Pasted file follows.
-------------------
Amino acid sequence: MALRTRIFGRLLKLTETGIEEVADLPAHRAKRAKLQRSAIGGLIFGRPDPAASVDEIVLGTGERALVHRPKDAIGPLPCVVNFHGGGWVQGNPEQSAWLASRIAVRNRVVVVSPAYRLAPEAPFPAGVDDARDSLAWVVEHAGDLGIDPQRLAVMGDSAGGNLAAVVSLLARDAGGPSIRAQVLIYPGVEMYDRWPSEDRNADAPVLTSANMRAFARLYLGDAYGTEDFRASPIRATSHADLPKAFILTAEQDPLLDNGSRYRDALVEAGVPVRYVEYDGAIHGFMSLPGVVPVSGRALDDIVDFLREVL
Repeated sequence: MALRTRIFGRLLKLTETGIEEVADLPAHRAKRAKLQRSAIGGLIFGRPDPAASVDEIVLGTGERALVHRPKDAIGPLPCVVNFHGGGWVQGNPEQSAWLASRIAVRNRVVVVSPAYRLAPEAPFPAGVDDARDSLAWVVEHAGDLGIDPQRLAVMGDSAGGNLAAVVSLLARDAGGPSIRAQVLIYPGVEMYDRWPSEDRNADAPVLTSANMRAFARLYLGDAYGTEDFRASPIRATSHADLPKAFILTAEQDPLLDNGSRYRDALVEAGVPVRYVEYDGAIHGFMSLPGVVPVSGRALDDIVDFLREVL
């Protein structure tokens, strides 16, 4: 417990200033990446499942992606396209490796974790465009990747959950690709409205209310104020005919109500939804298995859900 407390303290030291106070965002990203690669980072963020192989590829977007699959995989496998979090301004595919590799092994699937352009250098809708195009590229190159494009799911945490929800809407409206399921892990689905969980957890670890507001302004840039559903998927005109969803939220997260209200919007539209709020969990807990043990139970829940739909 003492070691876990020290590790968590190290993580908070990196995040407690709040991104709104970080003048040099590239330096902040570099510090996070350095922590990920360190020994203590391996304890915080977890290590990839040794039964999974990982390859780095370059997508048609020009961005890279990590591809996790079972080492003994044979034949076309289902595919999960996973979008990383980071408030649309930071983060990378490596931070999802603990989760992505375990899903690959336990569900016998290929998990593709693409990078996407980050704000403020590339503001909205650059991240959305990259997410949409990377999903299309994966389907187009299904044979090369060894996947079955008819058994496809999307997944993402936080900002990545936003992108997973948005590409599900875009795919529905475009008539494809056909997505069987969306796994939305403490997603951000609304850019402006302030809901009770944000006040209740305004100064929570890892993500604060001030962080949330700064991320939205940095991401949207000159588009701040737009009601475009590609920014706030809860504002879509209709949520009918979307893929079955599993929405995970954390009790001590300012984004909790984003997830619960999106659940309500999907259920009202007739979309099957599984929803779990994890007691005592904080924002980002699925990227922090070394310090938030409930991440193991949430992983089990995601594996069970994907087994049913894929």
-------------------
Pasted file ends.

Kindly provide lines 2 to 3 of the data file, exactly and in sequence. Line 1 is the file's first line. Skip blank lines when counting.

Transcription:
Repeated sequence: MALRTRIFGRLLKLTETGIEEVADLPAHRAKRAKLQRSAIGGLIFGRPDPAASVDEIVLGTGERALVHRPKDAIGPLPCVVNFHGGGWVQGNPEQSAWLASRIAVRNRVVVVSPAYRLAPEAPFPAGVDDARDSLAWVVEHAGDLGIDPQRLAVMGDSAGGNLAAVVSLLARDAGGPSIRAQVLIYPGVEMYDRWPSEDRNADAPVLTSANMRAFARLYLGDAYGTEDFRASPIRATSHADLPKAFILTAEQDPLLDNGSRYRDALVEAGVPVRYVEYDGAIHGFMSLPGVVPVSGRALDDIVDFLREVL
């Protein structure tokens, strides 16, 4: 417990200033990446499942992606396209490796974790465009990747959950690709409205209310104020005919109500939804298995859900 407390303290030291106070965002990203690669980072963020192989590829977007699959995989496998979090301004595919590799092994699937352009250098809708195009590229190159494009799911945490929800809407409206399921892990689905969980957890670890507001302004840039559903998927005109969803939220997260209200919007539209709020969990807990043990139970829940739909 003492070691876990020290590790968590190290993580908070990196995040407690709040991104709104970080003048040099590239330096902040570099510090996070350095922590990920360190020994203590391996304890915080977890290590990839040794039964999974990982390859780095370059997508048609020009961005890279990590591809996790079972080492003994044979034949076309289902595919999960996973979008990383980071408030649309930071983060990378490596931070999802603990989760992505375990899903690959336990569900016998290929998990593709693409990078996407980050704000403020590339503001909205650059991240959305990259997410949409990377999903299309994966389907187009299904044979090369060894996947079955008819058994496809999307997944993402936080900002990545936003992108997973948005590409599900875009795919529905475009008539494809056909997505069987969306796994939305403490997603951000609304850019402006302030809901009770944000006040209740305004100064929570890892993500604060001030962080949330700064991320939205940095991401949207000159588009701040737009009601475009590609920014706030809860504002879509209709949520009918979307893929079955599993929405995970954390009790001590300012984004909790984003997830619960999106659940309500999907259920009202007739979309099957599984929803779990994890007691005592904080924002980002699925990227922090070394310090938030409930991440193991949430992983089990995601594996069970994907087994049913894929």